People in Athens are still required to wear a mask inside businesses and other public places despite Gov. Brian Kemp’s order overturning local laws mandating face coverings, Mayor Kelly Girtz said Thursday.
“We still have a local ordinance in place, and we are not going to rescind it,” Girtz said.
Kemp renewed an executive order Wednesday keeping pandemic-related restrictions on restaurants and other businesses in place for at least another two weeks. He did not issue a statewide mask mandate, as many health care workers had called on him to do, and also specifically prohibited cities and counties from enacting or enforcing mask ordinances like the one the Athens-Clarke County Commission passed earlier this month. Kemp’s office sued the City of Atlanta on Thursday seeking to block its mask ordinance.
Since the law took effect July 9, ACC hasn’t issued any fines for violating it, Girtz said. Instead, police and code enforcement officers are carrying masks with them to hand out to violators. Girtz said officers will continue to educate people and seek voluntary compliance rather than hand out tickets.
Girtz said he’s spoken to ACC attorneys, as well as other Georgia mayors, about local mask mandates, and is confident they’ll hold up in court. “We believe we have every right to do that as local governments,” he said.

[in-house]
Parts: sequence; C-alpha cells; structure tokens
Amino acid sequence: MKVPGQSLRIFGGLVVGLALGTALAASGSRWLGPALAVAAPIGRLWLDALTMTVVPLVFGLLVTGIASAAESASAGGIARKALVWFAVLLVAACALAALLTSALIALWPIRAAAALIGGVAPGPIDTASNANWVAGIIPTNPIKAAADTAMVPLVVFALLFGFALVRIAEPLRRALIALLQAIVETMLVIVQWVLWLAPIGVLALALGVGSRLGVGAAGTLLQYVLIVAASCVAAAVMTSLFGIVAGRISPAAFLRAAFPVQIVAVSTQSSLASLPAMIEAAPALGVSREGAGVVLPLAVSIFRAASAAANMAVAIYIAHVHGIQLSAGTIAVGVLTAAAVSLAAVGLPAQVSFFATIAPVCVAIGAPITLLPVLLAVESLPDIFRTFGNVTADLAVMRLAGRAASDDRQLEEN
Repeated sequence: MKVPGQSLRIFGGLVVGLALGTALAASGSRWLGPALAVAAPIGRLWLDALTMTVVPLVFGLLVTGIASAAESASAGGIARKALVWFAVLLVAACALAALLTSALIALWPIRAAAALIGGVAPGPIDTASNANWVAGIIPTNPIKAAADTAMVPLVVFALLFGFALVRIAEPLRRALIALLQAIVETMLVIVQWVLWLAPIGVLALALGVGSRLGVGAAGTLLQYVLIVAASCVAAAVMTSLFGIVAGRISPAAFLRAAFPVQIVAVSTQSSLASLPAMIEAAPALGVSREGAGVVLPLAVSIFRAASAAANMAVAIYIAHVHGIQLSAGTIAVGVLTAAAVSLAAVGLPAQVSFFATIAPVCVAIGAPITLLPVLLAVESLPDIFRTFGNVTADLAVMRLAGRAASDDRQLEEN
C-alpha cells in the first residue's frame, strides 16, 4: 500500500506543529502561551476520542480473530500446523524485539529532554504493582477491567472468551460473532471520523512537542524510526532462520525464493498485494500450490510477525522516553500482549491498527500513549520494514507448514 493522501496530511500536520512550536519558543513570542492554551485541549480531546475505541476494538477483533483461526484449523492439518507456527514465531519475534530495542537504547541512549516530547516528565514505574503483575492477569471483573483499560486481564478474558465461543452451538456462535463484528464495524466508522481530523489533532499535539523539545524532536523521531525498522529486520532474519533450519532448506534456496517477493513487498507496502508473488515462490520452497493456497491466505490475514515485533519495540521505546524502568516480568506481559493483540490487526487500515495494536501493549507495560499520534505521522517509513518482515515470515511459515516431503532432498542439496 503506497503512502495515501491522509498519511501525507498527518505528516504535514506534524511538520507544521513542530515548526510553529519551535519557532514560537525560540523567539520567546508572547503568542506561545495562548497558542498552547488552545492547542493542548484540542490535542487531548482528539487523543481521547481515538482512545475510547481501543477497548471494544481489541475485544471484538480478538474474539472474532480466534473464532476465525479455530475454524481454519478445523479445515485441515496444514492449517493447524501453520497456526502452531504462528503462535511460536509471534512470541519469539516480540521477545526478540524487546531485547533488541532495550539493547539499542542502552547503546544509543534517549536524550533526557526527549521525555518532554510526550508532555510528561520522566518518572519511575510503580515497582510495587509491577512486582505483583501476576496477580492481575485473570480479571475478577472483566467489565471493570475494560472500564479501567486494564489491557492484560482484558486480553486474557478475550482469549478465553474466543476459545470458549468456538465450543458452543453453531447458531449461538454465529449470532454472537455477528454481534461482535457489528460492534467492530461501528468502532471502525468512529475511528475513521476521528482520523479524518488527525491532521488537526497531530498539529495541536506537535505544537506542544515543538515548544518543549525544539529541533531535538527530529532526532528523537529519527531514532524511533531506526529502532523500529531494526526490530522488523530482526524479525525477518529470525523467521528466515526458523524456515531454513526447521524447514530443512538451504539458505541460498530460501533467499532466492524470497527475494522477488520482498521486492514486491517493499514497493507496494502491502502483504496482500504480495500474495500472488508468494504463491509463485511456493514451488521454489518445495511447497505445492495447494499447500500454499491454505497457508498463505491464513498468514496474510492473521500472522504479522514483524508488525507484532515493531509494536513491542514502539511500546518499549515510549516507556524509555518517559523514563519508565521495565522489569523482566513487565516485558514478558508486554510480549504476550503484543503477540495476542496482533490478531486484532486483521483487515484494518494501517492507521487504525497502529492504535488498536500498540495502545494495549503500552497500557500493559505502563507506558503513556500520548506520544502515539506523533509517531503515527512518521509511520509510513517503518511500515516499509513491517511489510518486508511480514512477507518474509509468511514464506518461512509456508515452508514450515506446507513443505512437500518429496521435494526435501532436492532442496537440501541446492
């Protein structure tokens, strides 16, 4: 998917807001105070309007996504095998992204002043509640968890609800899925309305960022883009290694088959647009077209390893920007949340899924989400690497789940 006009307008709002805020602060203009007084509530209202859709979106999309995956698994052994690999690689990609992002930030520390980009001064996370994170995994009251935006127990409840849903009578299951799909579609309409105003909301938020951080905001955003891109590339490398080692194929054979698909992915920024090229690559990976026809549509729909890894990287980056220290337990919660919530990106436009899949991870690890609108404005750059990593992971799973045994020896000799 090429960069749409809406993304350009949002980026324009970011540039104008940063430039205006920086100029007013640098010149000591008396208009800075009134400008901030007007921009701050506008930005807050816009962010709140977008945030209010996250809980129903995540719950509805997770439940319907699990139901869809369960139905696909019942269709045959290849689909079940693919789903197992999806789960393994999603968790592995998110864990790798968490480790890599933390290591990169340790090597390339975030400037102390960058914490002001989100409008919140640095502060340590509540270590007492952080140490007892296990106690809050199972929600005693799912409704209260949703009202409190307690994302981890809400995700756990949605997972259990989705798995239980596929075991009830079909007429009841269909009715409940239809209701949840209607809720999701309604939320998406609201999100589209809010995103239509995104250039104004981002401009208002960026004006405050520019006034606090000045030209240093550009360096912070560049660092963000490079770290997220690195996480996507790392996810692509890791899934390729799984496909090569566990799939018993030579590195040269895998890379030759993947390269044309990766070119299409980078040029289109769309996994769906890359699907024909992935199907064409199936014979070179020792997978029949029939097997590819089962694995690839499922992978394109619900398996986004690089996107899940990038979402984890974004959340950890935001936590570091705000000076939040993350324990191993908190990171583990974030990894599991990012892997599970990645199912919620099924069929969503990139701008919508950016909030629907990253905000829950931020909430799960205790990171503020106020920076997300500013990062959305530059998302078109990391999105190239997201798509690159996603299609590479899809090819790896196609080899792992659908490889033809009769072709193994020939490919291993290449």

He said he’s “frustrated” with Kemp’s “ad hoc” approach to the COVID-19 pandemic, and that health outcomes should be driving policy. “Instead, it’s been like pulling a rabbit out of a hat,” he said.
Savannah Mayor Van Johnson was more blunt, tweeting: “Governor Kemp doesn’t give a damn about us.” Savannah was the first city in Georgia to pass a mask ordinance, preceding Athens’ by a week. Others quickly followed suit.
On the same day that Kemp took aim at local mask ordinances, Alabama Gov. Kay Ivey issued a statewide order requiring masks in indoor public places. At least 25 states have some type of mask law—including several, like Ohio and Texas, that are run by Republicans—and in many states that don’t, cities and counties have issued their own requirements.
In addition, several major retail chains—including Walmart, Kroger, Target and CVS—have announced in recent days that they’ll start requiring masks inside their stores. Many smaller retailers also asked Girtz to pass the local mask ordinance to level the playing field among small businesses, the mayor said.
“They’re concerned for the health of their employees,” as well as about liability issues, he said.
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